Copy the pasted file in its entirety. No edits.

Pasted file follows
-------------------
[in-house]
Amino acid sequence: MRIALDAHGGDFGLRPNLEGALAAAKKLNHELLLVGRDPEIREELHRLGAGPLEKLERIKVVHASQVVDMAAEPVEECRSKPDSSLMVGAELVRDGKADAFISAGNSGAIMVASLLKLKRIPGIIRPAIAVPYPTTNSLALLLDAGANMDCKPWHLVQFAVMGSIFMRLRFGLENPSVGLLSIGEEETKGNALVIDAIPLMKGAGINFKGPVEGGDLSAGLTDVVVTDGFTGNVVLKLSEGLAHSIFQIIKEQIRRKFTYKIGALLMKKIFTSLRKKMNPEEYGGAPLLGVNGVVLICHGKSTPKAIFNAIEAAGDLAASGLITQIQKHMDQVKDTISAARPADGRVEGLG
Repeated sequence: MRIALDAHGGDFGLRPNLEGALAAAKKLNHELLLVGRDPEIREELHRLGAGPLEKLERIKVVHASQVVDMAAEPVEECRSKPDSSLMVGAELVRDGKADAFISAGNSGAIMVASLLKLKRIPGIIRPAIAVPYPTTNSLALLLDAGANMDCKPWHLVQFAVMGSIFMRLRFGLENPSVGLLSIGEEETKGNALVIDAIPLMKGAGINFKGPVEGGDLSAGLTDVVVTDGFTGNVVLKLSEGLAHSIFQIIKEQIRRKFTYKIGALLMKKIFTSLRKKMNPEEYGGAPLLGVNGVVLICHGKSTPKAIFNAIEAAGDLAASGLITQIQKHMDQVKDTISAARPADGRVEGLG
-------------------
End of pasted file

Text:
[in-house]
Amino acid sequence: MRIALDAHGGDFGLRPNLEGALAAAKKLNHELLLVGRDPEIREELHRLGAGPLEKLERIKVVHASQVVDMAAEPVEECRSKPDSSLMVGAELVRDGKADAFISAGNSGAIMVASLLKLKRIPGIIRPAIAVPYPTTNSLALLLDAGANMDCKPWHLVQFAVMGSIFMRLRFGLENPSVGLLSIGEEETKGNALVIDAIPLMKGAGINFKGPVEGGDLSAGLTDVVVTDGFTGNVVLKLSEGLAHSIFQIIKEQIRRKFTYKIGALLMKKIFTSLRKKMNPEEYGGAPLLGVNGVVLICHGKSTPKAIFNAIEAAGDLAASGLITQIQKHMDQVKDTISAARPADGRVEGLG
Repeated sequence: MRIALDAHGGDFGLRPNLEGALAAAKKLNHELLLVGRDPEIREELHRLGAGPLEKLERIKVVHASQVVDMAAEPVEECRSKPDSSLMVGAELVRDGKADAFISAGNSGAIMVASLLKLKRIPGIIRPAIAVPYPTTNSLALLLDAGANMDCKPWHLVQFAVMGSIFMRLRFGLENPSVGLLSIGEEETKGNALVIDAIPLMKGAGINFKGPVEGGDLSAGLTDVVVTDGFTGNVVLKLSEGLAHSIFQIIKEQIRRKFTYKIGALLMKKIFTSLRKKMNPEEYGGAPLLGVNGVVLICHGKSTPKAIFNAIEAAGDLAASGLITQIQKHMDQVKDTISAARPADGRVEGLG